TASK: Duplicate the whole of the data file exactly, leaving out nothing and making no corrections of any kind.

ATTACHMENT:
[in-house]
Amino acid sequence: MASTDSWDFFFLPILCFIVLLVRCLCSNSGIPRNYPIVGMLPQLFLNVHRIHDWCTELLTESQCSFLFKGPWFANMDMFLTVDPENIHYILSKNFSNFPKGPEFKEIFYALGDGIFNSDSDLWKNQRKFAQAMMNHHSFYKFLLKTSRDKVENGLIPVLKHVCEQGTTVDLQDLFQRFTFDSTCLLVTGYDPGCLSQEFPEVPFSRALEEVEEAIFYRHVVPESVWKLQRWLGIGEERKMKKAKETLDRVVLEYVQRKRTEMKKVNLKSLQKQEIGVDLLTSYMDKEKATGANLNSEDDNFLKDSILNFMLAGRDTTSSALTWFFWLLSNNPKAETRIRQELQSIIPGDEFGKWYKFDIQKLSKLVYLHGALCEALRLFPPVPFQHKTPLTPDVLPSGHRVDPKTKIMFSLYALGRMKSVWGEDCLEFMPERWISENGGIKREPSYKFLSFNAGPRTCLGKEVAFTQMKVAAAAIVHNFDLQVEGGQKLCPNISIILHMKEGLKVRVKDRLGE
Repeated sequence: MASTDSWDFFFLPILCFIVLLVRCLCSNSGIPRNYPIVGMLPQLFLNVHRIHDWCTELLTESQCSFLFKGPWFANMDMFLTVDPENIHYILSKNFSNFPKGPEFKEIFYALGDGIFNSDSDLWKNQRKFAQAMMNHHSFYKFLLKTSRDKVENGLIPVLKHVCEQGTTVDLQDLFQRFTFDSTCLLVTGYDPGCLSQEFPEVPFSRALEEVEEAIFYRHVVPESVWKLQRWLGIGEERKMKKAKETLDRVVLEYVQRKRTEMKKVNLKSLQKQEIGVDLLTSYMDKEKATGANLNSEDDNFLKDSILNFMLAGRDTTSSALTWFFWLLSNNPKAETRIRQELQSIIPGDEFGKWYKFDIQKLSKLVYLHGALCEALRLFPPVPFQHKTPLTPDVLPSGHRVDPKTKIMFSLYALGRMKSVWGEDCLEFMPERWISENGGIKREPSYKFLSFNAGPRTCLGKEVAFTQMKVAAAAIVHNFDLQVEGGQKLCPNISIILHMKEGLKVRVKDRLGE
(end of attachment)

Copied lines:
[in-house]
Amino acid sequence: MASTDSWDFFFLPILCFIVLLVRCLCSNSGIPRNYPIVGMLPQLFLNVHRIHDWCTELLTESQCSFLFKGPWFANMDMFLTVDPENIHYILSKNFSNFPKGPEFKEIFYALGDGIFNSDSDLWKNQRKFAQAMMNHHSFYKFLLKTSRDKVENGLIPVLKHVCEQGTTVDLQDLFQRFTFDSTCLLVTGYDPGCLSQEFPEVPFSRALEEVEEAIFYRHVVPESVWKLQRWLGIGEERKMKKAKETLDRVVLEYVQRKRTEMKKVNLKSLQKQEIGVDLLTSYMDKEKATGANLNSEDDNFLKDSILNFMLAGRDTTSSALTWFFWLLSNNPKAETRIRQELQSIIPGDEFGKWYKFDIQKLSKLVYLHGALCEALRLFPPVPFQHKTPLTPDVLPSGHRVDPKTKIMFSLYALGRMKSVWGEDCLEFMPERWISENGGIKREPSYKFLSFNAGPRTCLGKEVAFTQMKVAAAAIVHNFDLQVEGGQKLCPNISIILHMKEGLKVRVKDRLGE
Repeated sequence: MASTDSWDFFFLPILCFIVLLVRCLCSNSGIPRNYPIVGMLPQLFLNVHRIHDWCTELLTESQCSFLFKGPWFANMDMFLTVDPENIHYILSKNFSNFPKGPEFKEIFYALGDGIFNSDSDLWKNQRKFAQAMMNHHSFYKFLLKTSRDKVENGLIPVLKHVCEQGTTVDLQDLFQRFTFDSTCLLVTGYDPGCLSQEFPEVPFSRALEEVEEAIFYRHVVPESVWKLQRWLGIGEERKMKKAKETLDRVVLEYVQRKRTEMKKVNLKSLQKQEIGVDLLTSYMDKEKATGANLNSEDDNFLKDSILNFMLAGRDTTSSALTWFFWLLSNNPKAETRIRQELQSIIPGDEFGKWYKFDIQKLSKLVYLHGALCEALRLFPPVPFQHKTPLTPDVLPSGHRVDPKTKIMFSLYALGRMKSVWGEDCLEFMPERWISENGGIKREPSYKFLSFNAGPRTCLGKEVAFTQMKVAAAAIVHNFDLQVEGGQKLCPNISIILHMKEGLKVRVKDRLGE